The totally transanal endorectal pull-through (TTERPT) has gained rapid acceptance across many paediatric surgical units.11 Purported benefits of this approach include utilisation of a single incision and the avoidance of abdominal wall scarring, with the potential for better cosmesis and reduced postoperative pain, a shorter operating time and the suitability of this technique for use in resource-poor settings which may lack equipment for laparoscopy.11–13 Potential disadvantages regarding a totally transanal approach include the possible impact of prolonged dilation of the sphincter muscles on faecal continence,14 ,15 the risk of colonic torsion and the inability to confirm the histological transition zone (TZ) prior to starting mobilisation of the colon as many surgeons would change their operative approach when faced with longer segment aganglionosis.16
In a recent survey of practice in the UK, the majority of responding surgeons who utilise an endorectal dissection employ laparoscopic surgery for biopsies or mobilisation.16
The aim of this study was to conduct a systematic review and meta-analysis to compare outcomes for infants with Hirschsprung's disease undergoing a TTERPT procedure with those undergoing a laparoscopically assisted transanal pull-through (LAPT).
A study protocol outlining the search strategy, outcomes, and methods of data extraction and statistical analysis was designed and prospectively registered with the Prospero database (CRD42013005698).17
We searched all publications from 1 January 1998 to 1 January 2014 from EMBASE, MEDLINE and Cochrane library databases using the search strategy detailed in online supplementary appendix I. MeSH/EMTREE terms used were Hirschsprung disease and laparoscopy. Keyword searches included recto-sigmoid, Hirschsprung*, aganglionosis, colon* resection, pull*through, trans*anal, endo*anal, trans*abdominal, biops*, Soave*, Swenson* and Boley*. For the Cochrane library database, a broad search term ‘Hirschsprung’ was used to search title, abstract and keyword fields. No limits were applied to language or location of study. All articles with comparative study arms were eligible for inclusion.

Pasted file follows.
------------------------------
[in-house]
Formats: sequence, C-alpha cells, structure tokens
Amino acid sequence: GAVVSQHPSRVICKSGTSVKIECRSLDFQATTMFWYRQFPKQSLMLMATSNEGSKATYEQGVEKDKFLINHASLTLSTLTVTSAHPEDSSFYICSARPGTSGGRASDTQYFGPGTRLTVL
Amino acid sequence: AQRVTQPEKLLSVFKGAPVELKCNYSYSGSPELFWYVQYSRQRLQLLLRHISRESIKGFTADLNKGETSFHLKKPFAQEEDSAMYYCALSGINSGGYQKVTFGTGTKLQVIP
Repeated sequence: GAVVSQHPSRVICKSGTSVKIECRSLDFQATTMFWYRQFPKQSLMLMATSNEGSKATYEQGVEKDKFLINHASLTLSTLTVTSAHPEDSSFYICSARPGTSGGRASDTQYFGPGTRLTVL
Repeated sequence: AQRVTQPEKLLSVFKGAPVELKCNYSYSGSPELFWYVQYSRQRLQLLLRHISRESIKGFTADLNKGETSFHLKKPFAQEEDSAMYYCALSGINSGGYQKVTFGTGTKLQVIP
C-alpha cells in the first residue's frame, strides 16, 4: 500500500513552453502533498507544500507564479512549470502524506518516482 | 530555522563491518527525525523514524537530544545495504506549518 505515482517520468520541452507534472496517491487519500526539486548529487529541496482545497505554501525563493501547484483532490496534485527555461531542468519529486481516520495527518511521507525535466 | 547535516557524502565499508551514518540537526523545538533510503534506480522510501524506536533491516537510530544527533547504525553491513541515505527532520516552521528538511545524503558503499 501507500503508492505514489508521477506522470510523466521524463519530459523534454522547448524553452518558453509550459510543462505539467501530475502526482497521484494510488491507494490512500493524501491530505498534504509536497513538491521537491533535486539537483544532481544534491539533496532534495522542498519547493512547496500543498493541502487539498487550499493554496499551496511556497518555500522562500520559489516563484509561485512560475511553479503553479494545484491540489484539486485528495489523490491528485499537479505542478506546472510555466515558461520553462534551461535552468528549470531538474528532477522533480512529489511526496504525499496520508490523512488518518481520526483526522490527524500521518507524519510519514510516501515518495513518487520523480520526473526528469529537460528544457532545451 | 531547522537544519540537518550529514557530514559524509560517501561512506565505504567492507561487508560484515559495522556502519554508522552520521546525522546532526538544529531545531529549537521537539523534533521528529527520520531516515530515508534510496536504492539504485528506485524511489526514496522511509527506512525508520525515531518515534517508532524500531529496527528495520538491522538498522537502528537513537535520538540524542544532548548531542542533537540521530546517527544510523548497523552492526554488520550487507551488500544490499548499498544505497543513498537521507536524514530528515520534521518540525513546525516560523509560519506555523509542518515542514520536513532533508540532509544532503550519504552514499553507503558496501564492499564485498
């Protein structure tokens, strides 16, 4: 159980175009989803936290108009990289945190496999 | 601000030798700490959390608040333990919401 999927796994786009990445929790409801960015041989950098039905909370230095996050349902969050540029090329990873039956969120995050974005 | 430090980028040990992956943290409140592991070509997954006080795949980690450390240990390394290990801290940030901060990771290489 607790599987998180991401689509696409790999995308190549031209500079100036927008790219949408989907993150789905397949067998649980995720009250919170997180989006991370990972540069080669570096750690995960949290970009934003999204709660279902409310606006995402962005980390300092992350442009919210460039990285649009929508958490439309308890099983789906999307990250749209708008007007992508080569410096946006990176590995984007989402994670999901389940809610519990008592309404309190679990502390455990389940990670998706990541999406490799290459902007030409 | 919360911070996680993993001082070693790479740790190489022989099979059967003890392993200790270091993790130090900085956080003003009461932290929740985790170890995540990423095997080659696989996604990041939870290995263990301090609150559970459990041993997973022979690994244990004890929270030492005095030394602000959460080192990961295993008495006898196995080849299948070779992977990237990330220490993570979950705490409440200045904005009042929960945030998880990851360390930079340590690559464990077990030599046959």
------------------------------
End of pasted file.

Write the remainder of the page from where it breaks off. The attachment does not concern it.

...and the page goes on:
Study inclusion and exclusion criteria are summarised in table 1.
Titles and abstracts of potentially relevant papers were screened by two independent authors (DT and BA). The full texts of all identified studies were assessed against the criteria in table 1 by the two independent authors (DT and BA), and study reference lists were hand searched for potentially relevant studies. Any discrepancies were resolved by consensus discussion with a third author (MK).
Data were extracted by the two independent authors (DT and BA) using a predesigned proforma. Data were collected regarding: age at gestation, diagnosis and surgery, level of anal dissection, length of mucosal cuff, length and location of aganglionosis, and any congenital abnormalities.
Primary outcomes were: mortality, postoperative enterocolitis, faecal incontinence, constipation, unplanned laparotomy or stoma formation, and injury to abdominal viscera.
Secondary outcomes were: haemorrhage requiring transfusion of blood products, abscess formation, intestinal obstruction, intestinal ischaemia, enteric fistula formation, urinary incontinence or retention, impotency and duration of procedure.
Two independent authors (DT and BA) assessed study quality using the Newcastle-Ottawa Scale for case–control and cohort studies.18
Continuous data were analysed using an inverse variance model to produce a mean difference. Dichotomous variables were analysed using a Mantel-Haenszel model to produce ORs. χ2 Test for heterogeneity was used to assess agreement within studies. Random-effects models were used when there was significant variation in outcome assessment measures between studies or when there was evidence of significant heterogeneity; otherwise, fixed-effects models were used. All analyses were performed using Review Manager V.5.2 software.19
A total of 2107 records were screened, of which 41 studies potentially met the eligibility criteria (figure 1). Thirty-one studies were excluded because there was no comparative study arm. Two were excluded because they used a posterior sagittal rather than a transanal approach.20 ,21 One study was excluded because it used a laparoscopic Duhamel-type anastomosis22 and one study because infants undergoing a staged procedure were pooled with primary procedure results.23 Data were sought from the authors of two studies that pooled transabdominal and laparoscopic-assisted procedures.24 Data were available and generously provided by the authors of one of these studies.25 Four further retrospective observational studies were eligible for inclusion in the final review.26–28